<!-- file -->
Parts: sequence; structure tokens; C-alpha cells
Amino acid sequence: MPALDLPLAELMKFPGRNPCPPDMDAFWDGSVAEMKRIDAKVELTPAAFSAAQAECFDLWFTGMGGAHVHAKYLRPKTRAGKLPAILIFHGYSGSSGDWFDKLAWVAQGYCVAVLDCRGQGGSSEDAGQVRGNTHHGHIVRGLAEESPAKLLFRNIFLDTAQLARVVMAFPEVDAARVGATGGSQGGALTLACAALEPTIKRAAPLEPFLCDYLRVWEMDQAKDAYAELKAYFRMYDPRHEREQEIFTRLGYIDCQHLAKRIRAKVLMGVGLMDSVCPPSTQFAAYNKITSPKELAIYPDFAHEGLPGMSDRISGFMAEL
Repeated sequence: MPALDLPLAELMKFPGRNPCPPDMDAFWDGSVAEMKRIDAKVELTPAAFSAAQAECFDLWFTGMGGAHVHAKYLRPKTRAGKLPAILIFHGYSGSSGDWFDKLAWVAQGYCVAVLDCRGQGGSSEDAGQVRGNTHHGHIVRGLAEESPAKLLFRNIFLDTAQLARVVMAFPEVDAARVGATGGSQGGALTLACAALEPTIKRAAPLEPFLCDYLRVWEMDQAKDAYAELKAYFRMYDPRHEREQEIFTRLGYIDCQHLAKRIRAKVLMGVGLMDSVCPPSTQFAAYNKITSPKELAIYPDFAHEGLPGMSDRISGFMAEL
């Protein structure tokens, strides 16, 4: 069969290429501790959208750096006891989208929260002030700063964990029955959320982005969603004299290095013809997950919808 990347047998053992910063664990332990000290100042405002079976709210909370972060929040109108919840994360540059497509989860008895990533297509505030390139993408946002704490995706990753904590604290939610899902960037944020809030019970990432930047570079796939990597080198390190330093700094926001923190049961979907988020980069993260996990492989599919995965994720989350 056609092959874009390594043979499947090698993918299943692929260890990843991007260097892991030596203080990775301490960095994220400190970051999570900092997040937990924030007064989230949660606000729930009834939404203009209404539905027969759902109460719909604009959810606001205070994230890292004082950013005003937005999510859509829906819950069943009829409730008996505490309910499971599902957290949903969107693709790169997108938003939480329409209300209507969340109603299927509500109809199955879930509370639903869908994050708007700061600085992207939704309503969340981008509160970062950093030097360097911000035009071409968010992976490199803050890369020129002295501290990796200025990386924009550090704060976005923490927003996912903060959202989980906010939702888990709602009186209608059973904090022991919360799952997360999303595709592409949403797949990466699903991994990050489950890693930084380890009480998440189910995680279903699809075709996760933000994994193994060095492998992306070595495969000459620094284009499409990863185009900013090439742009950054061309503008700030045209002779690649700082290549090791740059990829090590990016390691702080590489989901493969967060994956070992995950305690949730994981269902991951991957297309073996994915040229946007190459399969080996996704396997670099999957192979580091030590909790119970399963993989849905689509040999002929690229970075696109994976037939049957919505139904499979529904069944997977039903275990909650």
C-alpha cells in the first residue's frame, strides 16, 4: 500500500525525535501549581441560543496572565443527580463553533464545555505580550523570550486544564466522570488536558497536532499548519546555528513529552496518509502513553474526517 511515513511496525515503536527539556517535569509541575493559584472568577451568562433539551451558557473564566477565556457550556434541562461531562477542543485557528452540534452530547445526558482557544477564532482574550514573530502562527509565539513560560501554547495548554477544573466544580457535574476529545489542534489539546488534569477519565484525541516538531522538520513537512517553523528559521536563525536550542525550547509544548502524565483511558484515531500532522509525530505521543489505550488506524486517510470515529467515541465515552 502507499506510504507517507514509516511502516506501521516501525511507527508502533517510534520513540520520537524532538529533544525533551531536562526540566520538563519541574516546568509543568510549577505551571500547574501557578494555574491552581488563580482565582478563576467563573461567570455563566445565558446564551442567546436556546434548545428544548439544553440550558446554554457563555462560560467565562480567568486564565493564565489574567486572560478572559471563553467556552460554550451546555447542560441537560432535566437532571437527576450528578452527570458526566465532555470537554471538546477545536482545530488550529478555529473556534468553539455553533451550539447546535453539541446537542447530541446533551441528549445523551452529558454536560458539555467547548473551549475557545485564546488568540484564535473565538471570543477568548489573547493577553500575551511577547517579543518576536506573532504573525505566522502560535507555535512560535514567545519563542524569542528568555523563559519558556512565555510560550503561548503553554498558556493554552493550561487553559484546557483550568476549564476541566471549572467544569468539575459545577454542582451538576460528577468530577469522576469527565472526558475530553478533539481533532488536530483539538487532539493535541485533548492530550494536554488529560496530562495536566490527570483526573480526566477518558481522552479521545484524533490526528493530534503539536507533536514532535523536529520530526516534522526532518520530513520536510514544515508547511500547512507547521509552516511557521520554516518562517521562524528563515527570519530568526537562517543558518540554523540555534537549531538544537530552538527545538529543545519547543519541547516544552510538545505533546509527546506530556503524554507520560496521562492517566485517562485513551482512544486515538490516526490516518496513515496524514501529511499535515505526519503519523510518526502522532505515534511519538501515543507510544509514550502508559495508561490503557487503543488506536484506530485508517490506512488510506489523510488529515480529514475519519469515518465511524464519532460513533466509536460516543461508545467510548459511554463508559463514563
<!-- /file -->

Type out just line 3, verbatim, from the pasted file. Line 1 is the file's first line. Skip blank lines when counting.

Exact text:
Repeated sequence: MPALDLPLAELMKFPGRNPCPPDMDAFWDGSVAEMKRIDAKVELTPAAFSAAQAECFDLWFTGMGGAHVHAKYLRPKTRAGKLPAILIFHGYSGSSGDWFDKLAWVAQGYCVAVLDCRGQGGSSEDAGQVRGNTHHGHIVRGLAEESPAKLLFRNIFLDTAQLARVVMAFPEVDAARVGATGGSQGGALTLACAALEPTIKRAAPLEPFLCDYLRVWEMDQAKDAYAELKAYFRMYDPRHEREQEIFTRLGYIDCQHLAKRIRAKVLMGVGLMDSVCPPSTQFAAYNKITSPKELAIYPDFAHEGLPGMSDRISGFMAEL